Carlos Carrasco battled, but there are only so many things one pitcher can overcome, including himself.
Bad defense, a star-studded lineup that refused to miss the damn ball, and his own pitches betraying him were just a few of the things that thwarted Cookie against the Boston Red Sox. A Red Sox team, mind you, that still trails the Cleveland Indians in this series, 2-1. I choose to look at the positives. Like the fact that the Indians can’t technically lose this series, or that Rajai Davis no longer has to buy hemorrhoid cream in secrecy.
Tonight was a night of finding silver linings in a pretty banal loss.
The Indians offense only scored four runs, but they did score four runs and threatened for more later on. All of them came off the bat of Edwin Encarnacion, who crushed homers in the first and fifth inning, scoring himself and Francisco Lindor both times. One fun fact about Edwin’s first home run is that it was hit at 106.3 miles per hour. Yandy Diaz’s single that followed immediately after was blasted at 106.6, just a hell of a lot lower.
Dan Otero was garbage tonight, but Carrasco got knocked out early and you might as well let your least effective reliever eat up a bunch of innings in a meaningless August game. See? Silver linings.
I can’t seem to find one about Erik Gonzalez’s game tonight, though. He had a major error in the first inning and I don’t feel like I’m exaggerating when I say it really threw a wrench in Carrasco’s outing.
Not accounting for any butterfly effect craziness, if Gonzalez could’ve scooped a relatively routine ground ball and threw out Andrew Benintendi, Carrasco would have gotten out of the inning a batter later with another ground out by Mitch Moreland. A clean, 14-or-so pitch inning and the Indians enter the second inning with a 2-0 lead instead of a narrower 2-1 lead. Instead, Cookie had to work over 30 pitches and finally made it out after giving up an RBI single to J.D. Martinez.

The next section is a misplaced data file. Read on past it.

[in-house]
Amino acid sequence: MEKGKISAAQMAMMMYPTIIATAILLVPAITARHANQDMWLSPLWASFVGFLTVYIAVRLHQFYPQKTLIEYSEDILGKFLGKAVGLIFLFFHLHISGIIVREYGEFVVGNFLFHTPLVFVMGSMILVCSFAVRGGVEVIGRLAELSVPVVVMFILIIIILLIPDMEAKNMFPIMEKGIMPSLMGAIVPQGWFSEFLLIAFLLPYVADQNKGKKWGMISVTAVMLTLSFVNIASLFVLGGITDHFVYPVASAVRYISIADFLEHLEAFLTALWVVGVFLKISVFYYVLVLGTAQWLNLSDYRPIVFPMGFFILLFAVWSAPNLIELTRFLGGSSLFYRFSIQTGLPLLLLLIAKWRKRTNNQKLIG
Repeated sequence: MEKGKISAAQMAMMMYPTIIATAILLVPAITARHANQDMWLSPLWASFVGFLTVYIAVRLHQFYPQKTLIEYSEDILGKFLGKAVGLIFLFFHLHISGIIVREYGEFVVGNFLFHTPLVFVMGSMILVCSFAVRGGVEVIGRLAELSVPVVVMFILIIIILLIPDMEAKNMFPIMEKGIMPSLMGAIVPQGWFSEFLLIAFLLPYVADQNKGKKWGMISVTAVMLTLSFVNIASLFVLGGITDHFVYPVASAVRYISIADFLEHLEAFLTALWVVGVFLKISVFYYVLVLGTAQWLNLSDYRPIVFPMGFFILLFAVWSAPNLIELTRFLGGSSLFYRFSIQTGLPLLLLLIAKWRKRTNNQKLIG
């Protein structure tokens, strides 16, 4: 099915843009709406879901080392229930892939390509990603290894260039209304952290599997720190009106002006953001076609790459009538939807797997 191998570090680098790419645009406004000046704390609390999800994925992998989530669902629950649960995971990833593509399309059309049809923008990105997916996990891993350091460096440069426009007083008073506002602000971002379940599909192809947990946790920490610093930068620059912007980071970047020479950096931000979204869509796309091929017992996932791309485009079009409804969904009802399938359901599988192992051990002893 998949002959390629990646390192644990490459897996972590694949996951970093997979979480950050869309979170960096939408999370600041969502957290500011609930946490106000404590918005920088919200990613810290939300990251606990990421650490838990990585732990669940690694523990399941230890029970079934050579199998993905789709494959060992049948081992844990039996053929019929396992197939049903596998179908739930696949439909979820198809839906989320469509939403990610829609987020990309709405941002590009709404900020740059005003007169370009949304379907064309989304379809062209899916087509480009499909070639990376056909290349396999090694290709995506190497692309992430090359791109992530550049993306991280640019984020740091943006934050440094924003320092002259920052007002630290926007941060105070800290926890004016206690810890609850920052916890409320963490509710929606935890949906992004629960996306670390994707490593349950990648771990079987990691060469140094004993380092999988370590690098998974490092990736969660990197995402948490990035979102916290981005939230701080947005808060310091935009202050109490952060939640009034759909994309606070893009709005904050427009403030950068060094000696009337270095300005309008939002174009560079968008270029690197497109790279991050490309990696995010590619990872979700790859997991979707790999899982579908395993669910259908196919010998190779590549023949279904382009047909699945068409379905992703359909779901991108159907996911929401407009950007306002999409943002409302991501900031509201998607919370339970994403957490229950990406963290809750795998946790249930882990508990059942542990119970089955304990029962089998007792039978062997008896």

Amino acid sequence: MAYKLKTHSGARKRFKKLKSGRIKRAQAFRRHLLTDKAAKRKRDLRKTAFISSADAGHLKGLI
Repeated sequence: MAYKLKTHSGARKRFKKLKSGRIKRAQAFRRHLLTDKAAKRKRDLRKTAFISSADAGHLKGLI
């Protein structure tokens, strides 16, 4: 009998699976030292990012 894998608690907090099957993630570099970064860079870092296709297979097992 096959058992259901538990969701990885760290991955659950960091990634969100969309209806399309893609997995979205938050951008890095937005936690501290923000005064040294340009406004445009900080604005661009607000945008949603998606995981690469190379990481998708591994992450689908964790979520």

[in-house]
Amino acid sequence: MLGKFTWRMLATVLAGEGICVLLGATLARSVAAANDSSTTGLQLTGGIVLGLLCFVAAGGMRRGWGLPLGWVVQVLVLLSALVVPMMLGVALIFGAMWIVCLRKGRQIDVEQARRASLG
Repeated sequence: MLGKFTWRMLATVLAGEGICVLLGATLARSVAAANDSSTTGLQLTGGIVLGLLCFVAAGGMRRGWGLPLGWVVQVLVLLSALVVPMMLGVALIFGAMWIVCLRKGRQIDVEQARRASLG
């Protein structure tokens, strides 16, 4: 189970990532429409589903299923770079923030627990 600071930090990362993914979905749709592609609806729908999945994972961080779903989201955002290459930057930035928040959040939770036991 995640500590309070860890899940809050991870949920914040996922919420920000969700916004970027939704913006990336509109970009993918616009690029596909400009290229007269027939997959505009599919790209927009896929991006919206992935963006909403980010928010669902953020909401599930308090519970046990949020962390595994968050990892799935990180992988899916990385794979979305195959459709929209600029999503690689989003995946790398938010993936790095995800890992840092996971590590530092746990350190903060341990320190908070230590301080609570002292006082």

I don’t know, maybe nothing changes in the grand scheme of things if he manages to get out of the inning three batters sooner, but that felt significant to me.
It’s also pretty disappointing that Greg Allen wasn’t able to extend his hitting streak as he went 0-for-4 on the night, hitless in his first game since August 10. He was able to run down a well-hit ball in the eighth that would have easily been a double, so again — silver linings.
Maybe I’m still riding the joy of the last couple games and Yandy Diaz being in the lineup again, but this was far from a traumatizing 10-4 loss. It was even kind of fun until things started falling apart. Francisco Lindor had some really neat defensive plays and only narrowly avoided injuring himself with a foul ball off the ankle. Yay?
The Indians battled, the Red Sox battled a little cleaner and didn’t kill themselves with errors and the occasional bad at-bat. That’s baseball, and these are two teams that are really good at it.